In Examples 23-25, the copolyesteramide of Example 1 is blended with different amounts of aluminum filler in the manner setforth in Example 3. The effect of the etherified methylolmelamine used in Examples 20-22, applied in the fashion of Example 4 as a tie-coat between the filled copolyesteramides and mild steel panels is set forth in Table 4.

                                  TABLE 4__________________________________________________________________________ADHESION OF COPOLYESTERAMIDE WITHVARIOUS FILLER CONTENT                    Peel Adhesion ofAluminum Filler          Filled Resin g per cmExampleParts per 100 parts copolyesteramide                    Tie-Coat                          No Tie-Coat__________________________________________________________________________23    50                 2800  53624   100                 3036  17925   150                 2322  179__________________________________________________________________________
EXAMPLE 26

A mild steel panel is brushed with a coarse wire brush to remove surface oil and the occasional rust spot. The panel is heated to 100 C. with a naked flame and methylated methylolmelamine with degree of methylolation of 5.7 and degree of methylation of 5.5 is applied with a paint brush and the excess is wiped off with cotton gauze to provide a coat of 20 g. per square meter. The panel is baked for 15 minutes at 215 C. in a forced air oven. The panel is then maintained at 225 to 250 C. by application of a naked flame and the filled composition of Example 3, heated to 250 C. is pumped onto the plate by a hot melt applicator, and trowelled to a smooth surface. The surface is cooled, and can be sanded and painted by conventional methods. The coating cannot be pried from the panel at temperatures in the range of -20 to +50 C.

Patent Citations
Cited PatentFiling datePublication dateApplicantTitle
US3650999 *Jun 15, 1970Mar 21, 1972Monsanto CoPoly(ester-amide) block copolymer hot melt adhesives
US3849514 *Sep 5, 1969Nov 19, 1974Eastman Kodak CoBlock polyester-polyamide copolymers
US3877998 *Jun 11, 1973Apr 15, 1975Lubrizol CorpTreatment of metal surfaces with aqueous solution of melamine-formaldehyde composition
Referenced by
Citing PatentFiling datePublication dateApplicantTitle
US4220675 *May 26, 1978Sep 2, 1980Kansai Paint Co., Ltd.Thermosetting liquid coating overcoated with powder coating; melamine-formaldehyde resin crosslinker
US4261670 *Mar 2, 1979Apr 14, 1981Rolland PabanProcess for the protection of galleries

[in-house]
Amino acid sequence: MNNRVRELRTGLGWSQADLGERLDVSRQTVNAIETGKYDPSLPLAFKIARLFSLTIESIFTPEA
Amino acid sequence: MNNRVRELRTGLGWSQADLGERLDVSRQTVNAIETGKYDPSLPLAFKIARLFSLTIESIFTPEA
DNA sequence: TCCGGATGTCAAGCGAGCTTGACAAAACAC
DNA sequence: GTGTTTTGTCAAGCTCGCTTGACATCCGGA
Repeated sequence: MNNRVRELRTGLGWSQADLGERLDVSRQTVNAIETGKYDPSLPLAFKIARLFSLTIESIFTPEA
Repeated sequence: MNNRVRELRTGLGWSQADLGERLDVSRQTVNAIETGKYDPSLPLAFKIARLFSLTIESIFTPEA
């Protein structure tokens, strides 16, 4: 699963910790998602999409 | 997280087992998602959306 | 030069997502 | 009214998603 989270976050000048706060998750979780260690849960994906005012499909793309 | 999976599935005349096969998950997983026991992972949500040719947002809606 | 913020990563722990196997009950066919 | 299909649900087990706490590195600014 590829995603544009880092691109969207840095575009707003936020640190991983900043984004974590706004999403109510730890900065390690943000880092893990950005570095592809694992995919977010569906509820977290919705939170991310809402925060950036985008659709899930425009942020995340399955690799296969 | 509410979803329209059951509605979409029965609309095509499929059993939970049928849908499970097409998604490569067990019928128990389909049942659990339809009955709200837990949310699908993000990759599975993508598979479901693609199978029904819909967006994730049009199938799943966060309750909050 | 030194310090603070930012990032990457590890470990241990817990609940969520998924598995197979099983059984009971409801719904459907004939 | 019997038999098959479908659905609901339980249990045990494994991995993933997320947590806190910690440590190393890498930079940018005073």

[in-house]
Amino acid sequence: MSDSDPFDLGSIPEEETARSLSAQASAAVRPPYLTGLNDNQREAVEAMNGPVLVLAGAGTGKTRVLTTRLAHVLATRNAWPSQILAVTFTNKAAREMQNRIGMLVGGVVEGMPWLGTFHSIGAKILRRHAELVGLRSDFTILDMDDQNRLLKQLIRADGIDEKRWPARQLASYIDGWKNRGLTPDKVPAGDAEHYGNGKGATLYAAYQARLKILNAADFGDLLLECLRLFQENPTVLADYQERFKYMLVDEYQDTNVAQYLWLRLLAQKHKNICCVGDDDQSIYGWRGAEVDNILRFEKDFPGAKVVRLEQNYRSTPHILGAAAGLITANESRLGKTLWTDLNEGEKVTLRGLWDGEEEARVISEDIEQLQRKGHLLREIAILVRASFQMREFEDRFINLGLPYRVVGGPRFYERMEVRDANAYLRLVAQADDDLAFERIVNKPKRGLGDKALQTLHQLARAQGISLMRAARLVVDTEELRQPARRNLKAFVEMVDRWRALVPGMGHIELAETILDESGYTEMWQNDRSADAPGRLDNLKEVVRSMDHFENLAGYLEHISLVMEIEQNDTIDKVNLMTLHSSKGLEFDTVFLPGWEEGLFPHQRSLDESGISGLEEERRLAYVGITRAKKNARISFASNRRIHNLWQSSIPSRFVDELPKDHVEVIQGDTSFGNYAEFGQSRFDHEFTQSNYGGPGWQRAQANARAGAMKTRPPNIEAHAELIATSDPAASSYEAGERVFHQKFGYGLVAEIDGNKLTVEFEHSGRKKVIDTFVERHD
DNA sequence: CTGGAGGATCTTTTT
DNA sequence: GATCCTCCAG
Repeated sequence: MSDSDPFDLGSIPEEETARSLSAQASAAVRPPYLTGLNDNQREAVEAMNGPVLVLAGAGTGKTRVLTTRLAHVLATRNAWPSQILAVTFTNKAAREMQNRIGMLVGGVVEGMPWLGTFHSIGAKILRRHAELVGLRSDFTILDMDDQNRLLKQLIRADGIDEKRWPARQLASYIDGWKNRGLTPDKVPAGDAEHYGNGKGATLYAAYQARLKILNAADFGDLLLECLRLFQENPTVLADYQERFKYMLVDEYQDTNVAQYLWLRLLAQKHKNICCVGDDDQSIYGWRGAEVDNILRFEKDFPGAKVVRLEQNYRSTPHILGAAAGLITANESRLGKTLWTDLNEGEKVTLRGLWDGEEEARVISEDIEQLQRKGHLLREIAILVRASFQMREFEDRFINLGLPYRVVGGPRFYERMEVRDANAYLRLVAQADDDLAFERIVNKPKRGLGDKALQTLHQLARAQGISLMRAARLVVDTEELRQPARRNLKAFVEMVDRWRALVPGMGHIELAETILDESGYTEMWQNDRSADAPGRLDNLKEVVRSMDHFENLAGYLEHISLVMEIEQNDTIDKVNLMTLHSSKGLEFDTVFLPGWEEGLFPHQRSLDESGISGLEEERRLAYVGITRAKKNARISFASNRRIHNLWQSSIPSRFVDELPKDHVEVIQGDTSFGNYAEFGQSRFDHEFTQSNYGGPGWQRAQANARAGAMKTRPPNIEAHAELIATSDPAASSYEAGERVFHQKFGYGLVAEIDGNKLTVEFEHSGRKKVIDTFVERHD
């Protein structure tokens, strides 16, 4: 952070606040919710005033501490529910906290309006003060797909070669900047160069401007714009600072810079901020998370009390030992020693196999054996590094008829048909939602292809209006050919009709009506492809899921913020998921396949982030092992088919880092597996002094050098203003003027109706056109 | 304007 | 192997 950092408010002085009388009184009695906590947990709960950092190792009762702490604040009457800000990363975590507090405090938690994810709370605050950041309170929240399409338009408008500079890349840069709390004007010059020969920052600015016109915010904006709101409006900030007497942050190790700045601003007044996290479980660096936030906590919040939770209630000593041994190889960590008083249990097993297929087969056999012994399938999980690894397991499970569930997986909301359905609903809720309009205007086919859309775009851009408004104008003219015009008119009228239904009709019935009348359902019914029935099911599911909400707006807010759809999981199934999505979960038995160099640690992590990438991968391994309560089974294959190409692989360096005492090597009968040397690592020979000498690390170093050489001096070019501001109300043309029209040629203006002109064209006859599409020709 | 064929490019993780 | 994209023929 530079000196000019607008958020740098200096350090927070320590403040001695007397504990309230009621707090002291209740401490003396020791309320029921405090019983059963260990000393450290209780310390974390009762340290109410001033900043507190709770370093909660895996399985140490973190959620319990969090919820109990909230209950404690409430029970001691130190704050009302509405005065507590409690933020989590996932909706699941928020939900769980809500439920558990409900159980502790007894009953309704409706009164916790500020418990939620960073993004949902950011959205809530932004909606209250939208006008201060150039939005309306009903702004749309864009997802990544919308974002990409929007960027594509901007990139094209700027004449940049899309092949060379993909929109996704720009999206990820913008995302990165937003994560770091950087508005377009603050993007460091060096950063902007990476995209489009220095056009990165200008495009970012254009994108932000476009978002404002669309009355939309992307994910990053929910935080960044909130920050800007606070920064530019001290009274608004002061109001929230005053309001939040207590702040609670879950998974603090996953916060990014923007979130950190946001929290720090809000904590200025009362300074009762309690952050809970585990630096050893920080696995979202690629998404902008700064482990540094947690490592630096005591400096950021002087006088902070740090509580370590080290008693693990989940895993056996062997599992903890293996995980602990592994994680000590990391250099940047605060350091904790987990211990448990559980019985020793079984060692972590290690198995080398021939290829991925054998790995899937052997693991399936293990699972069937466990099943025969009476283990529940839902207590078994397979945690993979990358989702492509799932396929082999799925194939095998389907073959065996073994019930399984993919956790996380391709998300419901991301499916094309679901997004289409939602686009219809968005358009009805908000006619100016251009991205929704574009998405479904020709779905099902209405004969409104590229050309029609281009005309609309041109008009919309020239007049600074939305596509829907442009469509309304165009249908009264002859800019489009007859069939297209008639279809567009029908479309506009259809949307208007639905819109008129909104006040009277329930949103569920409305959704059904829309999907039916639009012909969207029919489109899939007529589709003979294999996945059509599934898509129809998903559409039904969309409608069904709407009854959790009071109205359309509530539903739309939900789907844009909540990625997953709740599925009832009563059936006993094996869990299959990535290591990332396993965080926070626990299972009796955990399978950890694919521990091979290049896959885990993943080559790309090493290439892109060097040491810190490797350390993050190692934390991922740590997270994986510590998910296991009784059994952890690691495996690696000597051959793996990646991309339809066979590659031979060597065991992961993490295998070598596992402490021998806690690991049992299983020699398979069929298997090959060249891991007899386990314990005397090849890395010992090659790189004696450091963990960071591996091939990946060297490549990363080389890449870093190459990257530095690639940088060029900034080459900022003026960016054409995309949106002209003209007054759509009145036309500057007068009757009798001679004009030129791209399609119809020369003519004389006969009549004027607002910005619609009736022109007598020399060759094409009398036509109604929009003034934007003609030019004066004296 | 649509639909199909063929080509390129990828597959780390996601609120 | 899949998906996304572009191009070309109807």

US4374164 *Dec 14, 1981Feb 15, 1983American Cyanamid CompanyHigh solids polymer resin coating composition containing amino resin cross-linking agent
US4443518 *Feb 4, 1983Apr 17, 1984Monsanto CompanyBonded reinforced plastic structures
US4443519 *Feb 4, 1983Apr 17, 1984Monsanto CompanyBonded plastic structures
US4482604 *Feb 4, 1983Nov 13, 1984Monsanto CompanyHot melt adhesive
US4542047 *Oct 1, 1984Sep 17, 1985Monsanto CompanyProcess bonded reinforced plastic structures
US5910521 *Apr 1, 1998Jun 8, 1999Borden Chemical, Inc.From a phenolic resole, a methylolmelamine having at least one primary amine, and an aldehyde; abrasives, friction materials, textile felts, foundaries, laminates
US6500559May 4, 1998Dec 31, 2002Cryovac, Inc.Multilayer film consists of a core layer of amporphous polyamide, two intermediate layers of semicrystalline polyamide, two polymeric adhesive layers and two outer layers; useful for making high strength dunnage bags
US6858313Aug 2, 2002Feb 22, 2005Cryovac, Inc.Intermediate layers, disposed on opposite surfaces of the core layer, including a semicrystalline polyamide; two adhesive layers, each disposed on a surface of the respective intermediate layer, including a polymeric adhesive; and two
US8153269 *Feb 28, 2011Apr 10, 2012Evonik Degussa GmbhHybrid components containing reactive hotmelt adhesives
EP0009937A1 *Sep 28, 1979Apr 16, 1980Monsanto CompanyBlock copolymer hot melt adhesive compositions, a method of filling a cavity therewith, and a substrate with a cavity filled with such a composition
EP0009949A1 *Oct 1, 1979Apr 16, 1980Monsanto CompanyBlock copolymer hot melt adhesive compositions, a method of filling a cavity in a substrate therewith, and a substrate with a cavity filled with such a composition
EP0009950A1 *Oct 1, 1979Apr 16, 1980Monsanto CompanyBlock copolymer hot melt adhesive composition and method of filling a cavity
EP0009951A1 *Oct 1, 1979Apr 16, 1980Monsanto CompanyA hot melt adhesive composition and a process for filling a cavity in a substrate with this composition
Classifications
U.S. Classification428/460, 427/388.3, 427/409, 428/480
International ClassificationB05D7/14, C09J177/12
Cooperative ClassificationB05D7/14, C09J177/12
European ClassificationB05D7/14, C09J177/12